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Independence (with a straight face)…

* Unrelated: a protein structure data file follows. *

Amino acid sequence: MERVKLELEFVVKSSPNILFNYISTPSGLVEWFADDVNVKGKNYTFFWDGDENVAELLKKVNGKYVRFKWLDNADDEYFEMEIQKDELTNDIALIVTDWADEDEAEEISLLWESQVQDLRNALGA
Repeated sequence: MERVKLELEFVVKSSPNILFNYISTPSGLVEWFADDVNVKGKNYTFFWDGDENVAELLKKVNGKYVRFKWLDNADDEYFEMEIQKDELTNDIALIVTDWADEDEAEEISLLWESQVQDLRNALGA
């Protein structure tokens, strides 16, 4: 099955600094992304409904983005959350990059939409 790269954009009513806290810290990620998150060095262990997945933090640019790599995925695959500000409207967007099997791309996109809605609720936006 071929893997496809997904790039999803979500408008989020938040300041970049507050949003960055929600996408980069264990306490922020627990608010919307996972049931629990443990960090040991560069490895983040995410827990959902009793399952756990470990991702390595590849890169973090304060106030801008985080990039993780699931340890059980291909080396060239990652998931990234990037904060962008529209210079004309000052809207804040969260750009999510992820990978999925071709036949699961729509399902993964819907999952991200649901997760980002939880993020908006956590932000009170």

You gotta hand it to the folks at EMC Corp. (EMC) who seem to have a different definition of independence than most other people might. Two of its directors, who happen to be related and are former EMC executives, have extensive business dealings with the company. Yet, they’re still amazingly considered independent under existing NYSE and SEC rules. Companies owned in part or in full by long-time EMC Director John Egan, received over $3 million from EMC last year, according to the company’s recent proxy. Egan had been an executive vice president at EMC in the late 1990s and resigned from the company in 2002. Meanwhile, Egan’s uncle, W. Paul Fitzgerald, who heads up the company’s audit committee, where one would hope independence is critical, has four relatives — his brother, son, daughter and son-in-law — on the company payroll. The proxy doesn’t say how much any of those people earn, but does any reasonable person really expect Fitzgerald to do something that would jeopardize the job prospects of four family members? Not to mention the fact that Fitzgerald was the former CFO, which of course, gives him the expertise, but doesn’t exactly give him much in the way of independence. Perhaps that’s why the Comptroller for New York City is sponsoring a shareholder resolution to create a real independent audit committee, instead of the one they have in place now.